Electric vehicles (EVs) may be a great idea, but if consumers don’t buy them, they are just an impossible dream. The reality is that while automakers can put all their efforts into producing and providing affordable EVs for Americans, if no one purchases them, there won’t be a positive impact on carbon emissions. We will just have many electric cars rotting in a car lot like China has experienced.
Toyota executive Toyoda said last week that we need to work to diversify our efforts to reduce carbon emissions, admitting that EVs may not be the answer we seek.
Frankly, America isn’t ready for EVs yet, and here’s why.
50% Of U.S. Adults Are Not Interested in EVs
A new study by Pew Research showed that half of American adults said they are not inclined to consider purchasing an EV. This shows a significant lack of interest in electric cars in America. And if there is no significant interest, then it’s just not time for electric vehicles yet.
The Interest Continues to Decline
In May 2022, a survey was taken to gain insight into Americans' interest in electric cars. This survey was redone in July 2023, and the percentage of Americans interested in electric cars dropped by 4%. This shows that even though more cars are on the market and EV technology has increased, there is waning interest in electric cars, showing that the world may not yet be ready for the electric vehicle revolution.
Political Divide Over EVs
There is no question that electric vehicles have become a political matter, with a large portion of Republicans (74%) doubting that the necessary infrastructure for EVs will be built. Though the Biden administration has proposed funding for public charging infrastructure, the public doubts that they will see this funding and infrastructure changes come to fruition.
Lack of Confidence in Governmental Promises
While 74% of Republicans doubt that they will see an improvement in the EV infrastructure, more than half of all Americans (53%) are not confident that the country will build adequately. EV infrastructure. Lack of confidence bleeds into the electric car adoption. If Americans don’t believe that public charging infrastructure will improve, then it makes it more difficult for them to be willing to buy electric cars at all.
Resistance To Phasing Out Gas-Powered Vehicles
This research showed that Americans are not ready to let go of gas-powered vehicles. Yet, a large majority (59%) of Americans oppose the idea that gas-powered vehicles should be phased out, and this public resistance to the transition directly impacts Americans' willingness to buy into electric vehicles.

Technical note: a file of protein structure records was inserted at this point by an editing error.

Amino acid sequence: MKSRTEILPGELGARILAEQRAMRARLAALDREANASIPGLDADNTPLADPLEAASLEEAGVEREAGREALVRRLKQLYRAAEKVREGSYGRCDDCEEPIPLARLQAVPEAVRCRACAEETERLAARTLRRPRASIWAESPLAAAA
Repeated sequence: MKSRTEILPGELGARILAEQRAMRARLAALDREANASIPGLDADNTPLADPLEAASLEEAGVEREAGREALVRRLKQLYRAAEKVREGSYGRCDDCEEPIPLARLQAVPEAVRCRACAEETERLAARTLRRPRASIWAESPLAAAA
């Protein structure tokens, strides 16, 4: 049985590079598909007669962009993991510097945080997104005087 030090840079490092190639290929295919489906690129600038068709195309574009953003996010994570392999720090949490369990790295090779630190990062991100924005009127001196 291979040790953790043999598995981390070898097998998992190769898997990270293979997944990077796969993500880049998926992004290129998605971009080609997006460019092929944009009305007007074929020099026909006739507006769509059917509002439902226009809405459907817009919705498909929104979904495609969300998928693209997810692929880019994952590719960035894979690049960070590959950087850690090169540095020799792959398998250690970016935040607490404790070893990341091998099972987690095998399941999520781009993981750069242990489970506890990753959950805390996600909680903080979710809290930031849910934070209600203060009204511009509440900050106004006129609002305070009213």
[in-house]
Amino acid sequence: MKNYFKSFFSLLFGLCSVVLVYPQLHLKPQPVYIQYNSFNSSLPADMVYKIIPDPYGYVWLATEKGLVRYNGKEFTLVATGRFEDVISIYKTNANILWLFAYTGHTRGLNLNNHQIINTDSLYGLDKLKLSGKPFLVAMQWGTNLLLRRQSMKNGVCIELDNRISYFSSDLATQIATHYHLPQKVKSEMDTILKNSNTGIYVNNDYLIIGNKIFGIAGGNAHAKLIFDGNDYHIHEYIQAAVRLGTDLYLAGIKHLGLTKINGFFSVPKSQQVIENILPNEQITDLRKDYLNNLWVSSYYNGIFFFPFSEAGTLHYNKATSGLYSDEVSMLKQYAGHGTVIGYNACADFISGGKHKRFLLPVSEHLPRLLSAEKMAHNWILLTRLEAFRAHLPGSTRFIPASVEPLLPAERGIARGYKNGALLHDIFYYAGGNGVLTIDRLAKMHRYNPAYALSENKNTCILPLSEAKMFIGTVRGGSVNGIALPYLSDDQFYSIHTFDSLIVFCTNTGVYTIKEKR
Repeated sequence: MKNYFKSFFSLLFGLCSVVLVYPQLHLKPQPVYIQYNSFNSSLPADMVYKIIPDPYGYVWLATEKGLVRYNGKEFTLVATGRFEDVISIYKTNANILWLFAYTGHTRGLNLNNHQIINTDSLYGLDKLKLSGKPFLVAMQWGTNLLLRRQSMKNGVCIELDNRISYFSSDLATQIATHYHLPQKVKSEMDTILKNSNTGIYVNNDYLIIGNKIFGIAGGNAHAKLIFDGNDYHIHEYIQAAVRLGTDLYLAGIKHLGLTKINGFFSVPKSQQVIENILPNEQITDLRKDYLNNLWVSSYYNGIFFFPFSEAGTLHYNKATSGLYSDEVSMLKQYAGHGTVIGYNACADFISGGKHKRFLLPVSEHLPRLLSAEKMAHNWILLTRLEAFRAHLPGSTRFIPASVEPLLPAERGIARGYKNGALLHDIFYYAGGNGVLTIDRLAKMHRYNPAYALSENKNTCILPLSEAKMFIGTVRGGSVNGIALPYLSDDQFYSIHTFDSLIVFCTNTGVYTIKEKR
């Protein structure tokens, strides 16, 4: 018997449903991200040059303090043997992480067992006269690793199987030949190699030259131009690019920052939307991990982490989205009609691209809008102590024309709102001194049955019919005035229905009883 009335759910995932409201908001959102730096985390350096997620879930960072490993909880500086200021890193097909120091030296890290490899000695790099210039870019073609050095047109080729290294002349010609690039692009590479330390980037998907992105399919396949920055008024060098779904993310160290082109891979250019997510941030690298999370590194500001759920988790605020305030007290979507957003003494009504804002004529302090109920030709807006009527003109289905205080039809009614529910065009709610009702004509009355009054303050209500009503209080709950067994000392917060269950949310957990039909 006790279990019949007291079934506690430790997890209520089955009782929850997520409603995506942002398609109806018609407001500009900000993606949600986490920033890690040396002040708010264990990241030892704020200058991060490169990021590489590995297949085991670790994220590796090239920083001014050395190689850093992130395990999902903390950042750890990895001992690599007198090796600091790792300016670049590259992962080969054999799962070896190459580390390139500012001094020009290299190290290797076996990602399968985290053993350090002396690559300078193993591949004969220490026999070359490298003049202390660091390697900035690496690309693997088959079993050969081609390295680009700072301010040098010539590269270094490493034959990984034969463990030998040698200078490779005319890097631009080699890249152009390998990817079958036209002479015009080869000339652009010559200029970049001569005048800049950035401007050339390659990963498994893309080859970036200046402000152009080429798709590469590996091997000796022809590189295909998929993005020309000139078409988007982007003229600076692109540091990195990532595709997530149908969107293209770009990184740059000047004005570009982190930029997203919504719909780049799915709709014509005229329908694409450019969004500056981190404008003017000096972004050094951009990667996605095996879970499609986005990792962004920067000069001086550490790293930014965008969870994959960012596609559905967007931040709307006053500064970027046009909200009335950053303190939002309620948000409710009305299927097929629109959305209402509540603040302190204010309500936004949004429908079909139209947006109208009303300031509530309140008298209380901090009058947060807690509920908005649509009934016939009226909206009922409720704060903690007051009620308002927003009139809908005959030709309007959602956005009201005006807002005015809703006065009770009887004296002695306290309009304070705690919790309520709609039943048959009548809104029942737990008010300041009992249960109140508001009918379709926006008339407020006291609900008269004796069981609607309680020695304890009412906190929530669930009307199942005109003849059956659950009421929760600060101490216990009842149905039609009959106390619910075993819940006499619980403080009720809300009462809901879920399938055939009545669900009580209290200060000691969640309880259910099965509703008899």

The People Want Gas-Powered Options
Some data shows that more Americans once supported phasing out gas-powered vehicles. In fact, in 2021, there were 7% more people who supported phasing out gas-powered vehicles. This shows that public opinion toward Gaspar vehicles is changing as people begin to see more EVs on the road; this is the opposite direction of what we need to see for mass EV adoption in the US.
Partisan Differences on Gas Options
Americans on opposite sides of the political spectrum can’t agree on electric vehicles. Most Democrats (64%) favor phasing out gas-powered vehicles, but many Republicans (84%) oppose it. While it's normal for these major political parties to disagree, this major partisan difference may indicate that America is not ready to adopt EVs yet.
Emotional Reactions To Phasing Out ICE Cars
The battle for electric cars has garnered significant emotional reaction on the side of Republicans, with 73% expressing that they would feel upset if gas-powered vehicle production were phased out. This strong emotional opposition is yet another sign that America is not ready.
Lots of Options, but Few Buyers
While there are plenty of hybrid or electric vehicle options on the market, only 9% of US adults currently own a hybrid or electric vehicle. This either shows that the EV market has not yet penetrated a significant portion of the population or that Americans are simply not interested in buying an electric car yet.
Environmental Concerns Around EVs
Researchers are beginning to realize that while we may be able to guess the impact that EVs will have on the environment, the reality is that until EV adoption begins to play out, we won’t know for sure until we have hard data. Researchers are most concerned about battery recycling processes. Well, there have been recent breakthroughs by Swedish scientists concerning battery recycling; we will have to see these processes begin to work before more Americans will be willing to invest in electric cars.
Biden's Climate Agenda
Biden has been very vocal about his intentions to improve the agenda. Still, the public's response has been mixed with lots of opposition and doubts regarding the practicality and timeline of electric vehicle adoption and charging infrastructure improvement.